RYAN: Yeah. Yeah, so for me, it wasn’t always like this. Starting out, you don’t have a lot of money and so you kind of — you don’t always have backups for things and so I’ve definitely learned over the years to where I’m at now. I think to deal with stress, it’s preparation, understanding if something does go wrong, here’s how to fix it right away. And I think almost for everything I do from whether it’s microphones to sound setup to lighting, because technology is never 100%. Stuff can happen, but being able to, on the dime, just, “Okay, if something goes wrong, no problem. I have a quick out to fix it.” That eases so much stress, to me it’s worth the extra investment to have those backups.
And also training my people, as well. I have a staff of DJs so they know, “Okay.” I’m actually going through some training with two people right now and we’re going to have a day of troubleshooting. Kind of pretending like we’re at the event and I’m going to unplug things and try things to throw them off. “Okay, what are you going to do in this situation?” and rehearse that now so that when it does actually — when the event takes place, they know how to fix it right away and they’re not Googling on their phone, “How do I,” — No, we’ve got a solution, right away.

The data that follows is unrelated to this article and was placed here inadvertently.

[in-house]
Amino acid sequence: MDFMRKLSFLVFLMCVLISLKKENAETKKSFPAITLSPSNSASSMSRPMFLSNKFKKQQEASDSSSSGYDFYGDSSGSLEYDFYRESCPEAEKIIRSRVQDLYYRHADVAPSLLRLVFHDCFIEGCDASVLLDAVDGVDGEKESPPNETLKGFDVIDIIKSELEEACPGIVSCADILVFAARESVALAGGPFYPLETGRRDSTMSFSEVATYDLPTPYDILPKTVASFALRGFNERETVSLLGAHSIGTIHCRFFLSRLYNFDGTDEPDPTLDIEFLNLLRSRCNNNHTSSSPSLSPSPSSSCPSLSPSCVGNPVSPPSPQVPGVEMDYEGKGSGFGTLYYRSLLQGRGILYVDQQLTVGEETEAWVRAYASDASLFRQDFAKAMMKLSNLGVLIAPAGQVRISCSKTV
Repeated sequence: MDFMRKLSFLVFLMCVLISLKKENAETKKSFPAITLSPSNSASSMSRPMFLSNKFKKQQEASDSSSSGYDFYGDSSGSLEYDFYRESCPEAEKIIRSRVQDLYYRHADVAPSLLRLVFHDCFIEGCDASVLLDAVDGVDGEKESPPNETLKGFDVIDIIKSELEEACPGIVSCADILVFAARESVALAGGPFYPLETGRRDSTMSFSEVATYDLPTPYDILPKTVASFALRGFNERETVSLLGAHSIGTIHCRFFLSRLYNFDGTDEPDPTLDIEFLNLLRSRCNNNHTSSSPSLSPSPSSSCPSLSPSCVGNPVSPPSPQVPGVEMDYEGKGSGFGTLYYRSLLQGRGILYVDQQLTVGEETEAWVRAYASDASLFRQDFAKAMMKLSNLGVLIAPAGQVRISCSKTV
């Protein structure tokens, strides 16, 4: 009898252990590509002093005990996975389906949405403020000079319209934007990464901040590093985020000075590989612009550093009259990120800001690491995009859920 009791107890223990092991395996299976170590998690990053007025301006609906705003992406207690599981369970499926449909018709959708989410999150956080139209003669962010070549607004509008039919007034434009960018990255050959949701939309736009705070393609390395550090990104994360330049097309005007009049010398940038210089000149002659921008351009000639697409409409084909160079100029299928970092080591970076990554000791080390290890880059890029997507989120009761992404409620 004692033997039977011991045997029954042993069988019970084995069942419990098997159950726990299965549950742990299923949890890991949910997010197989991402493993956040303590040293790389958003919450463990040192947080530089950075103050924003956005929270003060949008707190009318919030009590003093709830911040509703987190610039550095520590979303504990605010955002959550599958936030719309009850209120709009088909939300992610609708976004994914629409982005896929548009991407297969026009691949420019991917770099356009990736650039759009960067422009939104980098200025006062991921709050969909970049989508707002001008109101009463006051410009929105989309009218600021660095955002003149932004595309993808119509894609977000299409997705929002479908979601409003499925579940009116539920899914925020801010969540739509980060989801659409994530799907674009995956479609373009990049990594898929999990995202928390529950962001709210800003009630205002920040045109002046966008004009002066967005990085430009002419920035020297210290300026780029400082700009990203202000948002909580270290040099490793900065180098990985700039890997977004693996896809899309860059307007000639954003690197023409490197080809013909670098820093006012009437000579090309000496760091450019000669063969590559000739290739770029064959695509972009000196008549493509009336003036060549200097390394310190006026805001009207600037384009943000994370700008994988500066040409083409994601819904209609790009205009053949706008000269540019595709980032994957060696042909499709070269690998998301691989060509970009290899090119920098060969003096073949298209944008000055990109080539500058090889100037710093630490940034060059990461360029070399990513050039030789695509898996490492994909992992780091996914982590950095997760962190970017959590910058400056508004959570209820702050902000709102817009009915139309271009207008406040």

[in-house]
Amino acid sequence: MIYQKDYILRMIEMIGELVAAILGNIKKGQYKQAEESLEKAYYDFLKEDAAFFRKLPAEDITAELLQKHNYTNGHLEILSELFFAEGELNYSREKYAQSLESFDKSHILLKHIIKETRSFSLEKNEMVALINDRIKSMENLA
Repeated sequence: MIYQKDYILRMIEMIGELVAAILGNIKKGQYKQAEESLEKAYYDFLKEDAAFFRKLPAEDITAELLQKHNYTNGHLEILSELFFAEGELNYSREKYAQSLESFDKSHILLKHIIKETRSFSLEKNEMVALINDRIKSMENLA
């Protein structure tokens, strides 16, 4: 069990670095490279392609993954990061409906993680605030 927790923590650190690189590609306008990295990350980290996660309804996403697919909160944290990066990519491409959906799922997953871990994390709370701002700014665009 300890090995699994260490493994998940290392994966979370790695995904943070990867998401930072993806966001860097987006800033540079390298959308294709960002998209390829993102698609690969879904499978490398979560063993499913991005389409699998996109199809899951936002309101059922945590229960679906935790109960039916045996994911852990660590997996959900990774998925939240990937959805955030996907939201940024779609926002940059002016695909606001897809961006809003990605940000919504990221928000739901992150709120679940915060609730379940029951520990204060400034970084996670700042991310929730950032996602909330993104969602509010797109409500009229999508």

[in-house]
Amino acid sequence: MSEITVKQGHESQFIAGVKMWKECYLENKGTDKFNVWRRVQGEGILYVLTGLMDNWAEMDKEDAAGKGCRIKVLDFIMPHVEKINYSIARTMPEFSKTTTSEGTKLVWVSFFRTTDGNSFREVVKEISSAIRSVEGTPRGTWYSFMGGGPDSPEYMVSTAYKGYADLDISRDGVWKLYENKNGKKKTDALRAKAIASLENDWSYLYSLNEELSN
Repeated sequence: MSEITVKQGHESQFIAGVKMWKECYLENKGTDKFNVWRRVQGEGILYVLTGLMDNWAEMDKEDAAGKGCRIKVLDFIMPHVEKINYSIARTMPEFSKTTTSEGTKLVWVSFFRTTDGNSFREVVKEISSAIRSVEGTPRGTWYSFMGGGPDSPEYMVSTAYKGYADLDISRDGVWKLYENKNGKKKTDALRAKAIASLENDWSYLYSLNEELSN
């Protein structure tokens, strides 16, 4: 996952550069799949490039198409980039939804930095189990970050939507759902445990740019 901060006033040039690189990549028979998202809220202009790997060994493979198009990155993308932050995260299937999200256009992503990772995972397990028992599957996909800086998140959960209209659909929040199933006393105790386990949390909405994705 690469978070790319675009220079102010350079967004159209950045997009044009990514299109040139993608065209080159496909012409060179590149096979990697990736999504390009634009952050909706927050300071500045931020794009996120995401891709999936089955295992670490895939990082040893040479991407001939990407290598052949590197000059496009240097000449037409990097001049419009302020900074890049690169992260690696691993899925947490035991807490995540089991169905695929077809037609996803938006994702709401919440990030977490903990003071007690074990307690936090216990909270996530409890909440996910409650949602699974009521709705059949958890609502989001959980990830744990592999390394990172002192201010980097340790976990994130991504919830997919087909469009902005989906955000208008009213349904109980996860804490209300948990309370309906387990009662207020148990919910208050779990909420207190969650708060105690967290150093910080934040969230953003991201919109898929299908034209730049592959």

JOEY: Right and you’ve got to get people that know that up front, that can fix it fast. Last night we talked about some really cool new technologies that can bring into an experience. I think the cool thing of how you’ve evolved is you’re not just sound anymore. You evolved a ton more than that. Why don’t you kind of touch on that?
RYAN: Yeah so, started as DJ entertainment and then over the years it’s grown into, yeah, photobooth I mentioned, lighting — When I say lighting, I mean I can take a whole room, transform it with color, Gobo Projectors, pin spotlights, I can shoot miniature spotlights down to highlight things, continuing to learn and grow in that area, I’m taking some conferences, color theory, all those things with the lighting part of it, and then contracting live musicians. That’s something I’ve added to the mix. I feel like I’m forgetting something.
JOEY: It’s almost like you’re creating this full experience package that you’re providing that’s entertainment based.
RYAN: Right. Right. So, it’s allowed me to really — not to where I want to be all things to all people but being able to surround myself around people that can help me grow to where I can really kind of hit a wider scale.
JOEY: Cool. So, going back to the entrepreneur side and the business side, how are you finding your clients?
RYAN: Yeah, you know, a lot of it is — Especially in a smaller town like Grand Junction, a lot of it is word of mouth. A lot of times I’ve DJed for somebody’s wedding years ago and their sister gets married or their friend and so that’s why, in a small town — And really the same could be said for a big city as well because in this day and age you have Yelp reviews and there’s big platform out there for that. So, developing just a good reputation has been a huge part of it and I would say, definitely, I’ve done some things online, some online advertising, social media, trying to stay up with that.
JOEY: Where do you think most of it comes in? Is it word of mouth or is it a lot of incoming —
RYAN: I would say word of mouth and just developing relationships with vendors.